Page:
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Arizona governor Doug Ducey signed a bill Tuesday that restricts the right to abortions, banning women from aborting a fetus with survivable genetic issues and allowing the biological father to sue a woman who aborts those fetuses.
Any doctor in the state who performs an abortion because of survivable genetic issues such as Down's syndrome or cystic fibrosis could face felony charges and prison time under the bill.
The measure initially failed in the Arizona State Senate earlier in April, but after the House and Senate agreed to an amendment, it passed and moved to Ducey to sign.
"Every life holds immeasurable value — regardless of genetic makeup," Ducey tweeted. "Arizona remains among the top pro-life states in the nation, and my sincere thanks goes to Sen. Nancy Barto for her leadership and work on this life-saving issue and to those who supported this bill."
State Democrats, the minority party, slammed the bill, unanimously voting against it. They said it only serves to further stigmatize abortions.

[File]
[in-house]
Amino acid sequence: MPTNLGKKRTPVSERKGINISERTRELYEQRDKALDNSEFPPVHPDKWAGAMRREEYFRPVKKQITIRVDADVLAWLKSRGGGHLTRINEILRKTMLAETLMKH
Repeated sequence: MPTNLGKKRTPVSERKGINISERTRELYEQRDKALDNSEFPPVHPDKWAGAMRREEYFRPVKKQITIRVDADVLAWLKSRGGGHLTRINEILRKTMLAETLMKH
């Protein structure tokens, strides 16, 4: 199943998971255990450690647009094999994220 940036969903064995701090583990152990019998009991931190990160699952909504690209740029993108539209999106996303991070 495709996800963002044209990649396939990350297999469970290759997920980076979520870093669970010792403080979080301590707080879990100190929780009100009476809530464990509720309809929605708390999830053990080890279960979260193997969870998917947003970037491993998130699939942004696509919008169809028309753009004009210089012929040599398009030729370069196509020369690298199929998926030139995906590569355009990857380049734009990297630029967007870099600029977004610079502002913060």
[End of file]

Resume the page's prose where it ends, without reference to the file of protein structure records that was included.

"This is truly a sad day in Arizona," state Rep. Jennifer Longdon, a Democrat, said in a tweet.
"Gov. Ducey's decision to sign SB1457 is not pro-life. It is anti-families, anti-woman, and anti-doctor," Democratic state Rep. Diego Espinoza of Tolleson tweeted. "I'm disappointed to see Arizona moving in this direction, ignoring the needs and desires of doctors, women, and families for an extreme political agenda."
Along with banning abortions for genetic issues and allowing fathers to sue, the bill also bans sending abortion medication through the mail, which the Food and Drug Administration has allowed during the COVID-19 pandemic; requires fetal remains to be buried or cremated and restricts state universities to spend money on abortion care.
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A spokesperson from Planned Parenthood Advocates of Arizona told Reuters that the organization is considering suing the state for violating Roe v. Wade.
"It's a really disappointing day for Arizonans throughout our state," Murphy Bannerman, also from Planned Parenthood Advocates of Arizona, told AZFamily.com. "Yesterday we dropped off a petition of over 2,000 signatures urging the governor to veto this bill. There are number of reasons why people make these choices. It's not black and white, and it's frustrating because it's using the disability community really as a pawn."
The bill will go into effect 90 days after the Arizona legislature adjourns for the year.